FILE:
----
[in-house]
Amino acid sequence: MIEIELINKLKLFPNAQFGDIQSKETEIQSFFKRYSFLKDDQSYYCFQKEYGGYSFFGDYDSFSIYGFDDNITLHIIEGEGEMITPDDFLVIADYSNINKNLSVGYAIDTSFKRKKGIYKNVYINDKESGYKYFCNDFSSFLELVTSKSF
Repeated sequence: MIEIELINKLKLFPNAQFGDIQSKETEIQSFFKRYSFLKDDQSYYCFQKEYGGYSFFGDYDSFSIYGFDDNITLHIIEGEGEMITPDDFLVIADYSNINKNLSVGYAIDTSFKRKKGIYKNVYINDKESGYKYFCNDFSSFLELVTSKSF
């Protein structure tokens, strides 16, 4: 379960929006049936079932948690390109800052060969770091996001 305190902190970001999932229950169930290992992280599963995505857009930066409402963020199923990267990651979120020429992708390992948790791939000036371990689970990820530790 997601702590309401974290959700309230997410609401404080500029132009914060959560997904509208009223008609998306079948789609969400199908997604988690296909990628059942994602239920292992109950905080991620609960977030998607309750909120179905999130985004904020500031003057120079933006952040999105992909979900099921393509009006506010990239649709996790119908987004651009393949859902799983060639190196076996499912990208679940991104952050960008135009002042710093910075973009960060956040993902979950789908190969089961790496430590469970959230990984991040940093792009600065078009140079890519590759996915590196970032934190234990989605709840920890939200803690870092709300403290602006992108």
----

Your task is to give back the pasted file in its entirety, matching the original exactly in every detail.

[in-house]
Amino acid sequence: MIEIELINKLKLFPNAQFGDIQSKETEIQSFFKRYSFLKDDQSYYCFQKEYGGYSFFGDYDSFSIYGFDDNITLHIIEGEGEMITPDDFLVIADYSNINKNLSVGYAIDTSFKRKKGIYKNVYINDKESGYKYFCNDFSSFLELVTSKSF
Repeated sequence: MIEIELINKLKLFPNAQFGDIQSKETEIQSFFKRYSFLKDDQSYYCFQKEYGGYSFFGDYDSFSIYGFDDNITLHIIEGEGEMITPDDFLVIADYSNINKNLSVGYAIDTSFKRKKGIYKNVYINDKESGYKYFCNDFSSFLELVTSKSF
């Protein structure tokens, strides 16, 4: 379960929006049936079932948690390109800052060969770091996001 305190902190970001999932229950169930290992992280599963995505857009930066409402963020199923990267990651979120020429992708390992948790791939000036371990689970990820530790 997601702590309401974290959700309230997410609401404080500029132009914060959560997904509208009223008609998306079948789609969400199908997604988690296909990628059942994602239920292992109950905080991620609960977030998607309750909120179905999130985004904020500031003057120079933006952040999105992909979900099921393509009006506010990239649709996790119908987004651009393949859902799983060639190196076996499912990208679940991104952050960008135009002042710093910075973009960060956040993902979950789908190969089961790496430590469970959230990984991040940093792009600065078009140079890519590759996915590196970032934190234990989605709840920890939200803690870092709300403290602006992108």